Categories: Climate Change

8 replies »

  1. I started re-reading a tattered old copy of The Plague in November 2019, then splurged on a Pléïade edition of Camus’ Complete Works. There is no shortage of barbs and quips worthy of contemplation in relation to present circumstances, but you’ll know that disinterested contemplation is in short supply in current discourse. It seems that those tagged to lead us are more interested in how to exploit a perfectly good crisis for short-term political gain, and the irony of Shirley Bond rising in the legislature to criticize the current administration is more than laughable, well-deserved as said criticism may be, leading to the frustration that occasioned Dr. Suzuki’s latest truth-telling tirade, an outburst that encapsulates the frustration of many who perceive the depth of crisis and see more of the same tired nostrums being trotted out as solutions.

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  2. To answer your question try to imagine a world in which capitalism had been tamed, somehow rendered incapable of destroying the world. Are we already in too deep? Have the tendrils of capitalism not become integral to our existence?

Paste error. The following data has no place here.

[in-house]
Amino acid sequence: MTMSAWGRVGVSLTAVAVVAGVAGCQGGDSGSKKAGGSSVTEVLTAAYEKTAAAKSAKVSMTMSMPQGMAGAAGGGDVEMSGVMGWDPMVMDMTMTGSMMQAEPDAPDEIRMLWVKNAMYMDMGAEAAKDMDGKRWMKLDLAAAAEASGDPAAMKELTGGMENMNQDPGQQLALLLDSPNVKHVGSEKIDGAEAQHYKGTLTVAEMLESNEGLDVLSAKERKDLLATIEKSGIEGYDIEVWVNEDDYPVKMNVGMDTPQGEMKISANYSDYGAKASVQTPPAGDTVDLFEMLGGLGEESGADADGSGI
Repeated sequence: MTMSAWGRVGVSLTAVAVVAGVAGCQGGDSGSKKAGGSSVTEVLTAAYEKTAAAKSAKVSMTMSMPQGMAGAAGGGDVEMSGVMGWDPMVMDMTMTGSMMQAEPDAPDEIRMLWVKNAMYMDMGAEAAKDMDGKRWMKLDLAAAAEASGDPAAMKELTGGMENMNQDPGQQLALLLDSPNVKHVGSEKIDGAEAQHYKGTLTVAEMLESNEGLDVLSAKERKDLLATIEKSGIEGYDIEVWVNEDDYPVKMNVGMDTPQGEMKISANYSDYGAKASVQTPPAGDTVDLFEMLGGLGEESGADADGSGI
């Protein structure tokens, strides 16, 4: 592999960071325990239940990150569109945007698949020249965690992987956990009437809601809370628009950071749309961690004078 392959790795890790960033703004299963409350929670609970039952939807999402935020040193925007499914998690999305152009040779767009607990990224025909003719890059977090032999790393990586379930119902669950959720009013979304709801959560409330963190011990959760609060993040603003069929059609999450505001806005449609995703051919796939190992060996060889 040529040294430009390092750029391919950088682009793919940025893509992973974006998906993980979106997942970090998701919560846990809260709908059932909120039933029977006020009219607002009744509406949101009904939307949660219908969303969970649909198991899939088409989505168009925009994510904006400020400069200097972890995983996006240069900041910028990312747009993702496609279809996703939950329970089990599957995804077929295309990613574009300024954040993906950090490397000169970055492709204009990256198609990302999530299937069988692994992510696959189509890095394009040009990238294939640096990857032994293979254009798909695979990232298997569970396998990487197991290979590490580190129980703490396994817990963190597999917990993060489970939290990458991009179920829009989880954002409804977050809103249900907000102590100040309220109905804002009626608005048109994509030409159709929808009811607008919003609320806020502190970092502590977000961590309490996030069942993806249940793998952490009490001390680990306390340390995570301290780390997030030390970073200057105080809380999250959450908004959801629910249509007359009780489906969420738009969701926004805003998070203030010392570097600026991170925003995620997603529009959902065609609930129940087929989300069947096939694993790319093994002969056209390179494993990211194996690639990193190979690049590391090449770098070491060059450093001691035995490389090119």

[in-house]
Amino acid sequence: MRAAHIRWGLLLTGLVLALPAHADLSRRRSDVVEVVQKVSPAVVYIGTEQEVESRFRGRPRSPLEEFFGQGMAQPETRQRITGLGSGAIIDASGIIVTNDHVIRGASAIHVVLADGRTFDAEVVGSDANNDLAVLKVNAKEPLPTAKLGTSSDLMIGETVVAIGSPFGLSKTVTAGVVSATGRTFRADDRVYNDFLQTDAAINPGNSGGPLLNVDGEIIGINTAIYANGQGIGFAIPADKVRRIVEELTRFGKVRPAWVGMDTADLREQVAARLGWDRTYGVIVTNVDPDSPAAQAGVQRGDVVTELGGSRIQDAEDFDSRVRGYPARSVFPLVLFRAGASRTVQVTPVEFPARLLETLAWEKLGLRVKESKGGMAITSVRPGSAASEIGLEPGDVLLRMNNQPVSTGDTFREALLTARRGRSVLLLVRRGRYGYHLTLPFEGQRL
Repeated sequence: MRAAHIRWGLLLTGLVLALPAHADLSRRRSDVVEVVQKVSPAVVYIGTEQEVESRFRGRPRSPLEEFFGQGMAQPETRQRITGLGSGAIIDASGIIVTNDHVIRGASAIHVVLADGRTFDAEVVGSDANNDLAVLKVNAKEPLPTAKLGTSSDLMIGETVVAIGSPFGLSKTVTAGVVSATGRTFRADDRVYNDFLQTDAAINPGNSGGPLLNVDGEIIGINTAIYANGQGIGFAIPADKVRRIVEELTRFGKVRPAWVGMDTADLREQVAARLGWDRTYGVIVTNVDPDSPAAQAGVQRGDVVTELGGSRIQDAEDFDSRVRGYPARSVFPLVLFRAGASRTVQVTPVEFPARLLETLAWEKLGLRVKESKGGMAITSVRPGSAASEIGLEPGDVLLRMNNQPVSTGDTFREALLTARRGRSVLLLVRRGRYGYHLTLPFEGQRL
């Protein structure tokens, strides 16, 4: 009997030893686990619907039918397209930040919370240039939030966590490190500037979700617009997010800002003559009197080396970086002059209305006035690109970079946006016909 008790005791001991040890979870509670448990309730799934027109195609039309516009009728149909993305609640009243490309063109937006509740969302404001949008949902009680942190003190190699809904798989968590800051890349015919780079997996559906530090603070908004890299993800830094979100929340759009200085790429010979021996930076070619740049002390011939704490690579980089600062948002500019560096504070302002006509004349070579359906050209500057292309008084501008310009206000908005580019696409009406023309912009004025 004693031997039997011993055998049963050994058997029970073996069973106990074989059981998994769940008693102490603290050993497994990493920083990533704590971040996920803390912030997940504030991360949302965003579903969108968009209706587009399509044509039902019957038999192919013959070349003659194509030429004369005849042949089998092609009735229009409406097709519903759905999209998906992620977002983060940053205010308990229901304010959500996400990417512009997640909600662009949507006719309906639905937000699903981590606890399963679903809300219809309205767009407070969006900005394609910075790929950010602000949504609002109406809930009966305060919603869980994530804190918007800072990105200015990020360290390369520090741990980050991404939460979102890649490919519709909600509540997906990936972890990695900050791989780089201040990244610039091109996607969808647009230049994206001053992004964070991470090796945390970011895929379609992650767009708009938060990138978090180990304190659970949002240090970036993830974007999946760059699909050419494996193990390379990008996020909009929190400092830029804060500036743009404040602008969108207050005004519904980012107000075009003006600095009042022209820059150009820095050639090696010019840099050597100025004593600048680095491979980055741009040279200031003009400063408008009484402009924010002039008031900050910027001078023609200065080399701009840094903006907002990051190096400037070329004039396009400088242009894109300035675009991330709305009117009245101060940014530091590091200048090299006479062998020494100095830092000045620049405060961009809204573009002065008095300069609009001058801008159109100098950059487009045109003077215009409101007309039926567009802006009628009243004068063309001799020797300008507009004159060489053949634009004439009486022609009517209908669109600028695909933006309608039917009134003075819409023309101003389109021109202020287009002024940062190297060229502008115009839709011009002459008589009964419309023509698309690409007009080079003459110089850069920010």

How many can no longer distinguish standard of living with quality of life? What of democracy? The 2014 paper out of Princeton by Gilens (Princeton) and Page (Northwestern) chronicled the transformation of America from democracy to oligarchy. With that on our doorstep how healthy is our own democracy?

    Two years ago I spoke with a researcher at the NGO, the Global Footprint Network. I asked her about the world’s maximum sustainable population and she said they figure it’s shy of three billion. Today we’re closing in on eight billion. The math is grim.

    Yes, capitalism is destroying the world or it’s one of the forces driving that end. Our only hope lies in balancing humanity’s footprint with our planet’s very finite carrying capacity. We either live in harmony with our biosphere or we die in droves. The old conjuring tricks no longer work.

    Are we prepared to revert to a late 19th/early 20th century way of life? Not voluntarily, to be sure, but eventually we may have no choice. The climate breakdown is already shaping us yet overpopulation is a subject not fit for polite conversation and trimming our rampant overconsumption is just fine provided someone else bears the pain.

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  3. Good question, can we prevent capitalism, or the capitalists who aim to capitalize everything for their great investment in putting themselves amongst the rich and powerful on the Earth, from destroying the Earth. You would think that it should be redundant, if you assume that the capitalists have any foresight, I mean, ANY foresight, you have to think that they too can see this end coming.